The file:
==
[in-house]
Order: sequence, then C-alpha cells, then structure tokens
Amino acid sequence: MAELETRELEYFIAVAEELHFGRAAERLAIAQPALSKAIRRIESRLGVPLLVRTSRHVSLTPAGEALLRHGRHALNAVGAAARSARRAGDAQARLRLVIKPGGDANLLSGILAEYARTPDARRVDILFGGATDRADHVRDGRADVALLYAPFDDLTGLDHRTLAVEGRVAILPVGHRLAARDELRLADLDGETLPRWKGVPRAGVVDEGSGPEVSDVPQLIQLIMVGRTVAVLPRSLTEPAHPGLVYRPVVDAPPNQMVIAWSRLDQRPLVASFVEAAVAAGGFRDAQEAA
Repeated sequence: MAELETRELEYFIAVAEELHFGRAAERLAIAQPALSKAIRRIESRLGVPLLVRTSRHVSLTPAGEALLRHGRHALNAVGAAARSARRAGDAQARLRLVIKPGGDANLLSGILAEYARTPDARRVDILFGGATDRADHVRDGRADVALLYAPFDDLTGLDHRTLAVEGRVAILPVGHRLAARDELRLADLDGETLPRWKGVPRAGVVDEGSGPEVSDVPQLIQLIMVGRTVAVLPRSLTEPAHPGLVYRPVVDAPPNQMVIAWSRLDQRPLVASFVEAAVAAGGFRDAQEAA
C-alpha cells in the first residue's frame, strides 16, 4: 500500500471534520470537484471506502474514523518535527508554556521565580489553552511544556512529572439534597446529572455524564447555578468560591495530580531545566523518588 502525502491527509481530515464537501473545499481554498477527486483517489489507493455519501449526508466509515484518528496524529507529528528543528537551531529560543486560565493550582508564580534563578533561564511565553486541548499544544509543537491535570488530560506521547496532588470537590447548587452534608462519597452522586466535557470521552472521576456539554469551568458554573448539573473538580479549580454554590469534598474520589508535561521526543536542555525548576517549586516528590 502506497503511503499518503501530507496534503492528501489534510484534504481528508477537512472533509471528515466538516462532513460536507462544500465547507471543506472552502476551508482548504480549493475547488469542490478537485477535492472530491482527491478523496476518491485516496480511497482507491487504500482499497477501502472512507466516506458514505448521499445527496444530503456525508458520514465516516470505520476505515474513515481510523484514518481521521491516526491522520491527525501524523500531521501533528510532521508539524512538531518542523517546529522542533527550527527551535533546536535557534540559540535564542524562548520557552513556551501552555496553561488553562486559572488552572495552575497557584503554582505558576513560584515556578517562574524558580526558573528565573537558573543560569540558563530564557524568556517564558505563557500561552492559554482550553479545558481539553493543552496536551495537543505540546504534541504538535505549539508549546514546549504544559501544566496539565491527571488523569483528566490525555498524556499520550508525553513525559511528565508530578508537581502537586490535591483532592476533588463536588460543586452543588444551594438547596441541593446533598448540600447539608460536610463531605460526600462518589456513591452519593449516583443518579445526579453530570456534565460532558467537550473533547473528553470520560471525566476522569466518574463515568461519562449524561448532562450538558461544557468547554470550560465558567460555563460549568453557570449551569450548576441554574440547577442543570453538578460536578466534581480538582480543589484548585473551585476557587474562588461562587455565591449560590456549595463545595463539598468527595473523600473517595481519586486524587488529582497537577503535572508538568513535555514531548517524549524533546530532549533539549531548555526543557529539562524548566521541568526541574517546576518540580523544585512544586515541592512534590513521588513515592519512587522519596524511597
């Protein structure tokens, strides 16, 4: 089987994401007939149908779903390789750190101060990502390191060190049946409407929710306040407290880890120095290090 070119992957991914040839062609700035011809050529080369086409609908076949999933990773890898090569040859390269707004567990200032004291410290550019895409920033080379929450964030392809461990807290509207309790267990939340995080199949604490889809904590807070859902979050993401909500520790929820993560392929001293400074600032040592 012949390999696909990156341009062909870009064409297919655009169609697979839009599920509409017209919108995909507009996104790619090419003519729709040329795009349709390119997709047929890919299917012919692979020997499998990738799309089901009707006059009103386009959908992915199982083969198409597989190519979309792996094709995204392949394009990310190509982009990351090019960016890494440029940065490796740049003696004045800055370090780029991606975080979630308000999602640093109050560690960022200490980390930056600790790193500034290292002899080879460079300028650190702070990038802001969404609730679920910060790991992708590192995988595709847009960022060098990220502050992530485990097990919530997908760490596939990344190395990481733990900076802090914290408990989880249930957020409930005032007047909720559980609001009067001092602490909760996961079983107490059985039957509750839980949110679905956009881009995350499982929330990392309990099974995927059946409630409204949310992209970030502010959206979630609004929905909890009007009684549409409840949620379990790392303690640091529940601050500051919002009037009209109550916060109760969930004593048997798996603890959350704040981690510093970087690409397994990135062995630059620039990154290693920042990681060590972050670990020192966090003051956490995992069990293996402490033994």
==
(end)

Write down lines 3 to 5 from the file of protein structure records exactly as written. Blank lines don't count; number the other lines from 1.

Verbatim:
Amino acid sequence: MAELETRELEYFIAVAEELHFGRAAERLAIAQPALSKAIRRIESRLGVPLLVRTSRHVSLTPAGEALLRHGRHALNAVGAAARSARRAGDAQARLRLVIKPGGDANLLSGILAEYARTPDARRVDILFGGATDRADHVRDGRADVALLYAPFDDLTGLDHRTLAVEGRVAILPVGHRLAARDELRLADLDGETLPRWKGVPRAGVVDEGSGPEVSDVPQLIQLIMVGRTVAVLPRSLTEPAHPGLVYRPVVDAPPNQMVIAWSRLDQRPLVASFVEAAVAAGGFRDAQEAA
Repeated sequence: MAELETRELEYFIAVAEELHFGRAAERLAIAQPALSKAIRRIESRLGVPLLVRTSRHVSLTPAGEALLRHGRHALNAVGAAARSARRAGDAQARLRLVIKPGGDANLLSGILAEYARTPDARRVDILFGGATDRADHVRDGRADVALLYAPFDDLTGLDHRTLAVEGRVAILPVGHRLAARDELRLADLDGETLPRWKGVPRAGVVDEGSGPEVSDVPQLIQLIMVGRTVAVLPRSLTEPAHPGLVYRPVVDAPPNQMVIAWSRLDQRPLVASFVEAAVAAGGFRDAQEAA
C-alpha cells in the first residue's frame, strides 16, 4: 500500500471534520470537484471506502474514523518535527508554556521565580489553552511544556512529572439534597446529572455524564447555578468560591495530580531545566523518588 502525502491527509481530515464537501473545499481554498477527486483517489489507493455519501449526508466509515484518528496524529507529528528543528537551531529560543486560565493550582508564580534563578533561564511565553486541548499544544509543537491535570488530560506521547496532588470537590447548587452534608462519597452522586466535557470521552472521576456539554469551568458554573448539573473538580479549580454554590469534598474520589508535561521526543536542555525548576517549586516528590 502506497503511503499518503501530507496534503492528501489534510484534504481528508477537512472533509471528515466538516462532513460536507462544500465547507471543506472552502476551508482548504480549493475547488469542490478537485477535492472530491482527491478523496476518491485516496480511497482507491487504500482499497477501502472512507466516506458514505448521499445527496444530503456525508458520514465516516470505520476505515474513515481510523484514518481521521491516526491522520491527525501524523500531521501533528510532521508539524512538531518542523517546529522542533527550527527551535533546536535557534540559540535564542524562548520557552513556551501552555496553561488553562486559572488552572495552575497557584503554582505558576513560584515556578517562574524558580526558573528565573537558573543560569540558563530564557524568556517564558505563557500561552492559554482550553479545558481539553493543552496536551495537543505540546504534541504538535505549539508549546514546549504544559501544566496539565491527571488523569483528566490525555498524556499520550508525553513525559511528565508530578508537581502537586490535591483532592476533588463536588460543586452543588444551594438547596441541593446533598448540600447539608460536610463531605460526600462518589456513591452519593449516583443518579445526579453530570456534565460532558467537550473533547473528553470520560471525566476522569466518574463515568461519562449524561448532562450538558461544557468547554470550560465558567460555563460549568453557570449551569450548576441554574440547577442543570453538578460536578466534581480538582480543589484548585473551585476557587474562588461562587455565591449560590456549595463545595463539598468527595473523600473517595481519586486524587488529582497537577503535572508538568513535555514531548517524549524533546530532549533539549531548555526543557529539562524548566521541568526541574517546576518540580523544585512544586515541592512534590513521588513515592519512587522519596524511597